What You Will Learn:
1.2 RS at a glance
1.3 RS architecture
1.4 Understanding Report Processing
1.5 Delivering reports 1.6 What is the report lifecycle?
1.7 RS in action
1.8 Evaluating RS
So much information, so little time ... the character "Poison Ivy" would likely say if the Batman saga was taking place in today's enterprise.
We all know that the dot.com boom is history and so are the lavish IT budgets. In the doldrums of the economic recovery, organizations tend to spend their money on streamlining internal processes to gain a competitive advantage. According to Microsoft, today's information workers spend as much as 80 percent of their time gathering information, with only 20 percent left to analyze it and make a decision. In many organizations, such requests consume significant IT and development resources. Too often, Excel spreadsheets are the prevalent reporting tools today and manual data entry or "pencil-pushing" is among the top reasons for inaccurate data and wrong decisions. Aware of these issues, Microsoft initiated the Microsoft SQL Server 2000 Reporting Services project at the beginning of the new millennium, with a bold vision to "enable employees at all levels of an organization to realize the promise of Business Intelligence to promote better decision making."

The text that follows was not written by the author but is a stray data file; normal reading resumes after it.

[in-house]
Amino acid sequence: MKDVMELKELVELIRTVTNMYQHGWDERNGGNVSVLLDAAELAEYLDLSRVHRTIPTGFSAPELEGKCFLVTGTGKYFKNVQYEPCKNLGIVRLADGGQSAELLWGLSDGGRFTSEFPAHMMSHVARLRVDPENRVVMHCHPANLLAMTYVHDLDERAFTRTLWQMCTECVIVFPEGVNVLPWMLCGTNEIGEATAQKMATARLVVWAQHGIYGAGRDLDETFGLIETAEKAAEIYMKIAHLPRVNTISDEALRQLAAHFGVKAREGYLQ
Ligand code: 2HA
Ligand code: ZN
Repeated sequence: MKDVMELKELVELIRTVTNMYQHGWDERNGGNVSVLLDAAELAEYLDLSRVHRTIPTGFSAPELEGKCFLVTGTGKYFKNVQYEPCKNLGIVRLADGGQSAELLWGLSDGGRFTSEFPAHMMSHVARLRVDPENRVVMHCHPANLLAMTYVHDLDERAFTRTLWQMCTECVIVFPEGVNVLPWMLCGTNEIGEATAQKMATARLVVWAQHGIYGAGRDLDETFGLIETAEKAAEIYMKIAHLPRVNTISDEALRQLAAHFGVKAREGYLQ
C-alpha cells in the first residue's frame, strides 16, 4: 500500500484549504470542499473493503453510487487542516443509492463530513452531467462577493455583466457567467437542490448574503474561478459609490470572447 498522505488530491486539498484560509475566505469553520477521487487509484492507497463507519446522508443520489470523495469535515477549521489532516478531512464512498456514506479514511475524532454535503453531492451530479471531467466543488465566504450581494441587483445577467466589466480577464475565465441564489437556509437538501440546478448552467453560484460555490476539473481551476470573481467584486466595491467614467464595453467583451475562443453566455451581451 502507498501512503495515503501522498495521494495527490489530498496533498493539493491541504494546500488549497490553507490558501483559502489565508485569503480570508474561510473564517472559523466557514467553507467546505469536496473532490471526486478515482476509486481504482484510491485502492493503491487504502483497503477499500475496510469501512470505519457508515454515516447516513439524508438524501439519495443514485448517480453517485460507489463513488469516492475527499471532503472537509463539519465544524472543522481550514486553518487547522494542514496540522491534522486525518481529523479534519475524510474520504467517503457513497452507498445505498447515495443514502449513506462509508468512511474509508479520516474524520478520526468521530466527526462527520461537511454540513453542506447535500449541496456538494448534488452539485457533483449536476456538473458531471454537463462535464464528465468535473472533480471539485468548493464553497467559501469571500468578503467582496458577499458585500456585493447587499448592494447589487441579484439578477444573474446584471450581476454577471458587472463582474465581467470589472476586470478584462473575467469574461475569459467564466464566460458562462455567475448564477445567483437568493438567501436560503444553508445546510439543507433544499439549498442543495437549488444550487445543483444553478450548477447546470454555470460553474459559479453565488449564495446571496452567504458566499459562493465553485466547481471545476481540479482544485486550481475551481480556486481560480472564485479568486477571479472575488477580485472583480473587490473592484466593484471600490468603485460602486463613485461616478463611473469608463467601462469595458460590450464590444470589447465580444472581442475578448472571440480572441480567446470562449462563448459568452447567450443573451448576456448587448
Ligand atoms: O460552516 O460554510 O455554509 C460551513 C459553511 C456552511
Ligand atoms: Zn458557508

This chapter [From the Manning book Microsoft Reporting Services in Action] provides a panoramic view of Reporting Services (RS). Throughout the rest of this book I will use the terms Reporting Services and RS interchangeably.
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